The “good work?” What good is there in promoting developmentally inappropriate practices? What good is there in forbidding children from engaging in their nature? What good is there in ignoring a beautiful opportunity to build school community? What good is there in literally silencing a generation of African-American students? The “good work?” No, Principal. There was no “good” in this at all.
Breakfast became my most dreaded part of the day. I hated having to wander around the silent, brightly lit cafeteria for 45 minutes. I hated being threatened to enforce a rule I knew was morally wrong. I hated having upper-level management breathing down my back, just waiting, it felt, for me to turn the music back on. Just waiting for me to encourage the children to be themselves. Just waiting for me to “mess up” again, so that further disciplinary action could be taken. I became paranoid that someone would walk into the cafeteria and see a student talking.
I found out later that the principal had been coerced by upper-level management (much like I had been coerced by the principal) to have a conversation with me about initiating silent breakfast. The principal left their position a few months later, in the middle of the year, and I resigned during the summer before the following school year to work for another charter that had recruited me.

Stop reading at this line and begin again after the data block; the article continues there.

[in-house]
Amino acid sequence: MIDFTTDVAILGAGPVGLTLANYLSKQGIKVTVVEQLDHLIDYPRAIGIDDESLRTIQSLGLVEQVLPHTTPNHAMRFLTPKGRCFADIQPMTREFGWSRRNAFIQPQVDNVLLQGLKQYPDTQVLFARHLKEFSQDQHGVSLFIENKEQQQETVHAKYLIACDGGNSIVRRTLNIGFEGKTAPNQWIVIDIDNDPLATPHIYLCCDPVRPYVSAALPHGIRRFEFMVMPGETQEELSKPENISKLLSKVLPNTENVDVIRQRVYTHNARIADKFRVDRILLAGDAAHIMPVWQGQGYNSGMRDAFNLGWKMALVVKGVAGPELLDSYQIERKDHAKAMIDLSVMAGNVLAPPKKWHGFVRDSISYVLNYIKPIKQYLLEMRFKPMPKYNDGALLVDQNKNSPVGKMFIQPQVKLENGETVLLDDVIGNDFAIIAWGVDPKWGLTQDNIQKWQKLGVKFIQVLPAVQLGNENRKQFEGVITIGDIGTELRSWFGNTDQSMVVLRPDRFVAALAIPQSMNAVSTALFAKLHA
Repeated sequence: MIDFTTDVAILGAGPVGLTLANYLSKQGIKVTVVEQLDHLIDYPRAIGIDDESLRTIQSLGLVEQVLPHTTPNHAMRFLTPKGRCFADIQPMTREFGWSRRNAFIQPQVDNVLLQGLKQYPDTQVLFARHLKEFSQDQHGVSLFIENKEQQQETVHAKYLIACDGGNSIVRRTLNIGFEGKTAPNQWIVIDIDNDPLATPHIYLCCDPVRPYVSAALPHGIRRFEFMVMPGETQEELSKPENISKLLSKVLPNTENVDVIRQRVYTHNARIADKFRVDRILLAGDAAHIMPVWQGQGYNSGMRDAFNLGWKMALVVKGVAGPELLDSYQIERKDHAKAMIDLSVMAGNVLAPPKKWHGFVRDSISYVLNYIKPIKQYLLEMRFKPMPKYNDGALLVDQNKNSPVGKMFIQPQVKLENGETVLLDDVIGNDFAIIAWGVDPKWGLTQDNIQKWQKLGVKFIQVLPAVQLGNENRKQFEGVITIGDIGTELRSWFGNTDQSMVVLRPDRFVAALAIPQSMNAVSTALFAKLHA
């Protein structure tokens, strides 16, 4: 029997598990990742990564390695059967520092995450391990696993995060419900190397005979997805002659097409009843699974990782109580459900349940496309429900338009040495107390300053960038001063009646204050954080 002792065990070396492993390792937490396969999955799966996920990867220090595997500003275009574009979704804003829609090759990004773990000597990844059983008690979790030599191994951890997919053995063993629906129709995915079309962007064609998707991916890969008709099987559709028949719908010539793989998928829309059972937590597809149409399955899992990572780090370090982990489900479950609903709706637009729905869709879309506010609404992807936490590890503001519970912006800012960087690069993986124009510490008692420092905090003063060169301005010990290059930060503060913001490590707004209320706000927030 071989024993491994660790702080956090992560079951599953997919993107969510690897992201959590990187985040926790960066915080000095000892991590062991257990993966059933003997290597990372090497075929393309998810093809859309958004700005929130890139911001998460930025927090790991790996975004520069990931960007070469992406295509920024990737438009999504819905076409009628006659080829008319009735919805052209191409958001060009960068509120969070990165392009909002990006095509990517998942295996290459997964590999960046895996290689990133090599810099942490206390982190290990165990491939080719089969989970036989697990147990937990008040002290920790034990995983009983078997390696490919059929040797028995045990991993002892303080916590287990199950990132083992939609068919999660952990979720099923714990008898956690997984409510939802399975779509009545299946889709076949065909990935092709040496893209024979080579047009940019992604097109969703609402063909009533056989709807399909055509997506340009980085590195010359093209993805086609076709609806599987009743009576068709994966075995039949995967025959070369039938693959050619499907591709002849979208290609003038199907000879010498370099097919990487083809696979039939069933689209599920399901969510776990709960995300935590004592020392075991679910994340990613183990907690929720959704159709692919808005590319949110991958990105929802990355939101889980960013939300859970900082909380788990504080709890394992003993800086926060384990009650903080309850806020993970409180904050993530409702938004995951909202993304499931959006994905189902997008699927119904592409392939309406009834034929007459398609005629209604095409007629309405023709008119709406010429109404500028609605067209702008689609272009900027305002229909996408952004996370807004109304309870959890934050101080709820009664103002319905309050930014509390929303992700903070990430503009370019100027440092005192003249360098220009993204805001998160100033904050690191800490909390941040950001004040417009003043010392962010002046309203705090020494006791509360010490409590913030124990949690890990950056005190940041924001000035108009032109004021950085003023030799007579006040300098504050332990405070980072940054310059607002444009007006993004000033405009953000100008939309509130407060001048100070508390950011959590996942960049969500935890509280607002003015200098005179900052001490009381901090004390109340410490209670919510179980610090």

I think we ultimately left because of the silence.
To a charter leader, there is nothing more valuable than silence. Silent children, who eat their breakfasts and do their classwork without question. Silent teachers, who don’t challenge authority, who follow the scripted curriculum, and come to staff meetings when summoned. Silent principals, who act as the unfailing handmaids of the executive board, and who don’t look too closely into the budget or the “business” of running a school. Noise, excitement, curiosity, and questioning are the enemy – they threaten to topple the house of cards created by backroom dealings, secret board meetings, “creative” financing, and closed-door, “deep state”-style politicking. Charter leaders know that words are dangerous.
And so we eat breakfast in silence.